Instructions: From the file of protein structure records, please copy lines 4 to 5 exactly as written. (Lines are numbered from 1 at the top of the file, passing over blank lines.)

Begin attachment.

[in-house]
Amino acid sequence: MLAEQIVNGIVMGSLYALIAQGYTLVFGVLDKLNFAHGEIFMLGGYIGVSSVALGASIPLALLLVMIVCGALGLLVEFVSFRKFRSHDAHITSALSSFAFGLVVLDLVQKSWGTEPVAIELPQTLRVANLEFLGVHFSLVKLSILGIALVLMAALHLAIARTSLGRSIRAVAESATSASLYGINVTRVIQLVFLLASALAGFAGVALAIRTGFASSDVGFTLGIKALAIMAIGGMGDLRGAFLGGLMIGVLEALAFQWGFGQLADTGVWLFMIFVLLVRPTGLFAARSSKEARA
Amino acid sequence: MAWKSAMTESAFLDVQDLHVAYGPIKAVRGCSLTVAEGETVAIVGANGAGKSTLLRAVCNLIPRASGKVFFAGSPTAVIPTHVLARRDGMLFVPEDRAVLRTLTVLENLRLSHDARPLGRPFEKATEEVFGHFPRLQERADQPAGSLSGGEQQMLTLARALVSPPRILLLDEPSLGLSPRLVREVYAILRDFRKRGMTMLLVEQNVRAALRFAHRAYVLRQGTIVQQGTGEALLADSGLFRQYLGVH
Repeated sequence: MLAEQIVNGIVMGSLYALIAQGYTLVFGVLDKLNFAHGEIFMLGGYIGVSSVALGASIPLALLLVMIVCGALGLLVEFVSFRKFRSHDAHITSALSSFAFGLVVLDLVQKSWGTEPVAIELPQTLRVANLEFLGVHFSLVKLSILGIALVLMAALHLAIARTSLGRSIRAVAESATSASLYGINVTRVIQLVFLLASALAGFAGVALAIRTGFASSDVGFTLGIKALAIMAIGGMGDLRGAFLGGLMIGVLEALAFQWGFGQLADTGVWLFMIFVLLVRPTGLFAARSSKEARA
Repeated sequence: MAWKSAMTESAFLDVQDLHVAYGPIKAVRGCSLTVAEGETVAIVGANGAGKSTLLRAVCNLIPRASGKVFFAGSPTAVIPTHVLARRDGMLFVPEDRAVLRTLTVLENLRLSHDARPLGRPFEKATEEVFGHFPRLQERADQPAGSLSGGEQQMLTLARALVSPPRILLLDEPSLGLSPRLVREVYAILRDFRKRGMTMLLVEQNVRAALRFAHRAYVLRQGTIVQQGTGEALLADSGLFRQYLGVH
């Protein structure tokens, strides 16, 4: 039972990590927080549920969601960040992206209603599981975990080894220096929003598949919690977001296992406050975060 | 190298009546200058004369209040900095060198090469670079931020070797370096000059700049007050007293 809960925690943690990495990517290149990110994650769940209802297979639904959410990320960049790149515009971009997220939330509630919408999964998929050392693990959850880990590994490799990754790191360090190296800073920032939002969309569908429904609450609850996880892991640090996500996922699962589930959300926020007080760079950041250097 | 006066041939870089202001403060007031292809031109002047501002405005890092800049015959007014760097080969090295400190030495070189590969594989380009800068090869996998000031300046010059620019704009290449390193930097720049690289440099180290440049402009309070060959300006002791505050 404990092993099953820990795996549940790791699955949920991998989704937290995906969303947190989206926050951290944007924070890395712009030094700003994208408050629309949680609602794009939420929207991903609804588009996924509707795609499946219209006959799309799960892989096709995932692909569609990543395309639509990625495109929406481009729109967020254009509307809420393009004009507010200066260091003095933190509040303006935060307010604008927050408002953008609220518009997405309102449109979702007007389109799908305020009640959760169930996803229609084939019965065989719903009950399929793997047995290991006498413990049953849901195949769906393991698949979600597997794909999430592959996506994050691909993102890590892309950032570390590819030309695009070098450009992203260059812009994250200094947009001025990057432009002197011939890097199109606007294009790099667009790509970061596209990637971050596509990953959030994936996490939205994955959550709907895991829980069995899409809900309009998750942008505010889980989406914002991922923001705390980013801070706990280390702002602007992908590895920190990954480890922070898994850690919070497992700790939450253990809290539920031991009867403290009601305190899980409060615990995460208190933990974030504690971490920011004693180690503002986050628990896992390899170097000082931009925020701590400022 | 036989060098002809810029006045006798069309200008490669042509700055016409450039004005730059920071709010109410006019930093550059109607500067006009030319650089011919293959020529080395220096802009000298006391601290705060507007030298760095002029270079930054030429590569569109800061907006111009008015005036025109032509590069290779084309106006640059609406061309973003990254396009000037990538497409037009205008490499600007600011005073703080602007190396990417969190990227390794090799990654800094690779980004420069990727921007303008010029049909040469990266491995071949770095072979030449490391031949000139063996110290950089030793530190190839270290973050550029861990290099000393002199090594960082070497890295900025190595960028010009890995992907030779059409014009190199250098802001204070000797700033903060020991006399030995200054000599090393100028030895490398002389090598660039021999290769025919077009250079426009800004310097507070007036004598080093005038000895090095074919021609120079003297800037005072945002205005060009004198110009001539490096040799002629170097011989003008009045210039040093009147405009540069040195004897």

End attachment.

Repeated sequence: MLAEQIVNGIVMGSLYALIAQGYTLVFGVLDKLNFAHGEIFMLGGYIGVSSVALGASIPLALLLVMIVCGALGLLVEFVSFRKFRSHDAHITSALSSFAFGLVVLDLVQKSWGTEPVAIELPQTLRVANLEFLGVHFSLVKLSILGIALVLMAALHLAIARTSLGRSIRAVAESATSASLYGINVTRVIQLVFLLASALAGFAGVALAIRTGFASSDVGFTLGIKALAIMAIGGMGDLRGAFLGGLMIGVLEALAFQWGFGQLADTGVWLFMIFVLLVRPTGLFAARSSKEARA
Repeated sequence: MAWKSAMTESAFLDVQDLHVAYGPIKAVRGCSLTVAEGETVAIVGANGAGKSTLLRAVCNLIPRASGKVFFAGSPTAVIPTHVLARRDGMLFVPEDRAVLRTLTVLENLRLSHDARPLGRPFEKATEEVFGHFPRLQERADQPAGSLSGGEQQMLTLARALVSPPRILLLDEPSLGLSPRLVREVYAILRDFRKRGMTMLLVEQNVRAALRFAHRAYVLRQGTIVQQGTGEALLADSGLFRQYLGVH